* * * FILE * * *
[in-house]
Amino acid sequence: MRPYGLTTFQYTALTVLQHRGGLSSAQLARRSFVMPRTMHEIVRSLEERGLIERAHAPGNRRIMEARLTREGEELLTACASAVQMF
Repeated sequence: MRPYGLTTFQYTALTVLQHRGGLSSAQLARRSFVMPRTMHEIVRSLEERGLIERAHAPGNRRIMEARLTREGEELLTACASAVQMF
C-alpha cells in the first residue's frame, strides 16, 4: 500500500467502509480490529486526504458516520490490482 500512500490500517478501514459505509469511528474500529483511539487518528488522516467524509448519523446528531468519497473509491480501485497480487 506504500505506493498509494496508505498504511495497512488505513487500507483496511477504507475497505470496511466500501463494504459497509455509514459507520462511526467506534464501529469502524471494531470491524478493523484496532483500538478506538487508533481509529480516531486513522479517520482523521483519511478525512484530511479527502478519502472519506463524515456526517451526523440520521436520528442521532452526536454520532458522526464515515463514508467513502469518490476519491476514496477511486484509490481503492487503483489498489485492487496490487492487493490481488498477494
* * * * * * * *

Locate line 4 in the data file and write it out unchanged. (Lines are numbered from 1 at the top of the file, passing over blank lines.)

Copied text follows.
C-alpha cells in the first residue's frame, strides 16, 4: 500500500467502509480490529486526504458516520490490482 500512500490500517478501514459505509469511528474500529483511539487518528488522516467524509448519523446528531468519497473509491480501485497480487 506504500505506493498509494496508505498504511495497512488505513487500507483496511477504507475497505470496511466500501463494504459497509455509514459507520462511526467506534464501529469502524471494531470491524478493523484496532483500538478506538487508533481509529480516531486513522479517520482523521483519511478525512484530511479527502478519502472519506463524515456526517451526523440520521436520528442521532452526536454520532458522526464515515463514508467513502469518490476519491476514496477511486484509490481503492487503483489498489485492487496490487492487493490481488498477494